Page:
Regional
5:50 pm
Fri April 13, 2012

Report: Record Increase In New Mexico Groundwater Pumping

(LAS CRUCES, New Mexico) – Water meter data complied through the Office of the State Engineer’s metering program, part of the Active Water Resource Management initiative, shows a dramatic increase in groundwater pumping by irrigators in the Lower Rio Grande Valley of New Mexico in 2011.  Meter records indicate that 280,000 acre-feet of groundwater was pumped for irrigation in 2011, twice as much as in either 2009 or 2010.

State water officials expected an increase in irrigation pumping this season as area farmers were forced to rely upon groundwater to supplement a dramatic reduction in Rio Grande Project surface water to the Elephant Butte Irrigation District (EBID.) Reductions in the amount of Rio Grande Project water allocated to members of EBID are the result of the 2008 Rio Grande Project Operating Agreement compounded by the continuing drought. This agreement allocated 268,000 acre-feet of Rio Grande Project water to the El Paso County Water Improvement District (EP1) in 2011, while only 77,000 acre feet were allocated to EBID.

State water officials confirm that local farmers did not increase the total water usage amount, despite the increase in groundwater pumping. On average in 2011, EBID farmers put about 4 feet of irrigation water on each acre of crop land, the same as in 2009 and 2010 years; however, in 2011 more of this water had to come from groundwater pumping.

Other groundwater uses in the Lower Rio Grande remained stable. Municipalities and domestic water suppliers pumped 39,000 acre-feet, and pumping for industrial and commercial uses totaled about 7,000 acre-feet.

New Mexico Interstate Stream Commission Director Estevan López expressed concern over the consequences of the 2008 Rio Grande Project Operating Agreement upon New Mexico’s aquifers.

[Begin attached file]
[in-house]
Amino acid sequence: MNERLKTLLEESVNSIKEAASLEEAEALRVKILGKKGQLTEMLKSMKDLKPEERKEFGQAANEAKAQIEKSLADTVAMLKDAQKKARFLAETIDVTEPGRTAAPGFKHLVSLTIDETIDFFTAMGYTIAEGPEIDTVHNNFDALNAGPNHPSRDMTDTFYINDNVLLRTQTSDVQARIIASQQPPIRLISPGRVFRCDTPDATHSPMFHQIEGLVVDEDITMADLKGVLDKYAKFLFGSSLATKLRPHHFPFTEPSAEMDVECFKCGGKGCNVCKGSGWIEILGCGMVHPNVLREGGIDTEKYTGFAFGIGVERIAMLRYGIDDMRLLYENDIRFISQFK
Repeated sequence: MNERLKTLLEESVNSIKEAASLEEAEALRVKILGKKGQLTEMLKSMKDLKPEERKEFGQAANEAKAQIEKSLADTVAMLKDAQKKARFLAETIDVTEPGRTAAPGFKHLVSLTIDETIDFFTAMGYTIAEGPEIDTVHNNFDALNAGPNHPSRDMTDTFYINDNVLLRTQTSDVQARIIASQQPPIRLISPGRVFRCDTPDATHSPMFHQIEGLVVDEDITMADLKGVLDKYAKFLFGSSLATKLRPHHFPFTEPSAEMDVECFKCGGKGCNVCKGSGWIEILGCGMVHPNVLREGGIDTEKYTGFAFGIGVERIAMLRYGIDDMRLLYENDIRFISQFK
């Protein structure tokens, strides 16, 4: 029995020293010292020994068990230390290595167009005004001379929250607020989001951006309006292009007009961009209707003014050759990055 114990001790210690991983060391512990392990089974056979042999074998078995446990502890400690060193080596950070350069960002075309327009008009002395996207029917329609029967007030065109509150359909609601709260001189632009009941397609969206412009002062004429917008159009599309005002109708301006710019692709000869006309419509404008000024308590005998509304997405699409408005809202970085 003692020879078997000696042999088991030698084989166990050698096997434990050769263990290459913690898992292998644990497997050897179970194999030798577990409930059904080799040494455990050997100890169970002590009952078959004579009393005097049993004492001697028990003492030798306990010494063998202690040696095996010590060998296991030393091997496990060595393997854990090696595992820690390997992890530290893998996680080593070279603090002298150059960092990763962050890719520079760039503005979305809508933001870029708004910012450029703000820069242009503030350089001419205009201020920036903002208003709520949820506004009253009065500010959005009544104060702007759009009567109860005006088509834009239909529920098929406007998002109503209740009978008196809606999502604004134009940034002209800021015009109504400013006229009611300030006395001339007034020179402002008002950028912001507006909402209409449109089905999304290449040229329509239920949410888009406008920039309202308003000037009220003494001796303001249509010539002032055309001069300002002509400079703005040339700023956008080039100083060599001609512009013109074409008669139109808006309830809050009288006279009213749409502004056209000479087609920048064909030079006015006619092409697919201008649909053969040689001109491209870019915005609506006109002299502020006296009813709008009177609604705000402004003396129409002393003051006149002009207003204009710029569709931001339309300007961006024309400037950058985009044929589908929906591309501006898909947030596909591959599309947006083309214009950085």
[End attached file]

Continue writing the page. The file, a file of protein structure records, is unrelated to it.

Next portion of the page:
“Less surface water in the canals means less recharge to the aquifer,” said López. “EBID farmers are then forced to irrigate with more groundwater to survive the irrigation season. The result is a double hit to New Mexico’s aquifer.”

Over the past four years, New Mexico has collected data on irrigation, municipal, mutual domestic, and industrial and commercial groundwater pumping in the New Mexico part of the Lower Rio Grande.

“We have been successful in measuring groundwater pumping in New Mexico for the past four years. Unfortunately, despite repeated requests for data, Texas groundwater pumping amounts remain unclear,” said State Engineer Scott Verhines. “New Mexico data shows EBID farmers who were given less Rio Grande project water are obligated to pump from their wells. The drought combined with less Rio Grande project surface water has created an unsustainable situation for EBID farmers in the long term.”

Groundwater supplies are limited and we are reminding water rights owners not to exceed the limit of their water right. Limits for irrigation well pumping were agreed to as part of a 2011 Settlement in the Lower Rio Grande Adjudication. The Office of the State Engineer’s water master will begin comparing meter records to these pumping limits in 2012, in order to ensure that water users do not exceed their water rights.

Meters are required on all wells in the Lower Rio Grande, except for single-family domestic wells and small livestock wells. There are now about 2,500 metered wells in the Lower Rio Grande Water Master District.

The New Mexico Office of the State Engineer is charged with administering the state's water resources. The State Engineer has power over the supervision, measurement, appropriation and distribution of all surface and groundwater in New Mexico, including streams and rivers that cross state boundaries. The State Engineer is also Secretary of the Interstate Stream Commission.

The New Mexico Interstate Stream Commission is charged with protecting New Mexico’s right to water under eight interstate stream compacts, ensuring the state complies with each of those compacts, as well as water planning.